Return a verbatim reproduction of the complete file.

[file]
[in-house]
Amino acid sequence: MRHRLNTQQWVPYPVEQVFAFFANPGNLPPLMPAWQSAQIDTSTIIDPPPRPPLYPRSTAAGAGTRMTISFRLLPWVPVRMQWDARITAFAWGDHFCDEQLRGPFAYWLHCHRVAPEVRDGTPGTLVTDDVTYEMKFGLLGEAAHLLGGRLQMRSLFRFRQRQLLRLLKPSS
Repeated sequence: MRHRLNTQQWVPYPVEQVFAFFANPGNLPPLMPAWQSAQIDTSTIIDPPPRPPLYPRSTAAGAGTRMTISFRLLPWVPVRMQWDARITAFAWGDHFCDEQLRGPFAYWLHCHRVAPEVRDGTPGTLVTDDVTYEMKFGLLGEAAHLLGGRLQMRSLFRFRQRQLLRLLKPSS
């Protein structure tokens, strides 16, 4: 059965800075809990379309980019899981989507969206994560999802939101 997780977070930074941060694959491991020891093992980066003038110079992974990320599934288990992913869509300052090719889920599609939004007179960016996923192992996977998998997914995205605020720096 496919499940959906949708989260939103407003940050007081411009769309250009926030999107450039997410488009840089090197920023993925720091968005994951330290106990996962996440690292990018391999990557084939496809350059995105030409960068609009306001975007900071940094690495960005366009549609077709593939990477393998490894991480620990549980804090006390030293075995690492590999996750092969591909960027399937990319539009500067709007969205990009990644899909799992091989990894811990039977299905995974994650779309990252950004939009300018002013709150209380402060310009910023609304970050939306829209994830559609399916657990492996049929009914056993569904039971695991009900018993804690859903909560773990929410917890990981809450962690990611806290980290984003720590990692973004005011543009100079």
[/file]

[in-house]
Amino acid sequence: MRHRLNTQQWVPYPVEQVFAFFANPGNLPPLMPAWQSAQIDTSTIIDPPPRPPLYPRSTAAGAGTRMTISFRLLPWVPVRMQWDARITAFAWGDHFCDEQLRGPFAYWLHCHRVAPEVRDGTPGTLVTDDVTYEMKFGLLGEAAHLLGGRLQMRSLFRFRQRQLLRLLKPSS
Repeated sequence: MRHRLNTQQWVPYPVEQVFAFFANPGNLPPLMPAWQSAQIDTSTIIDPPPRPPLYPRSTAAGAGTRMTISFRLLPWVPVRMQWDARITAFAWGDHFCDEQLRGPFAYWLHCHRVAPEVRDGTPGTLVTDDVTYEMKFGLLGEAAHLLGGRLQMRSLFRFRQRQLLRLLKPSS
């Protein structure tokens, strides 16, 4: 059965800075809990379309980019899981989507969206994560999802939101 997780977070930074941060694959491991020891093992980066003038110079992974990320599934288990992913869509300052090719889920599609939004007179960016996923192992996977998998997914995205605020720096 496919499940959906949708989260939103407003940050007081411009769309250009926030999107450039997410488009840089090197920023993925720091968005994951330290106990996962996440690292990018391999990557084939496809350059995105030409960068609009306001975007900071940094690495960005366009549609077709593939990477393998490894991480620990549980804090006390030293075995690492590999996750092969591909960027399937990319539009500067709007969205990009990644899909799992091989990894811990039977299905995974994650779309990252950004939009300018002013709150209380402060310009910023609304970050939306829209994830559609399916657990492996049929009914056993569904039971695991009900018993804690859903909560773990929410917890990981809450962690990611806290980290984003720590990692973004005011543009100079």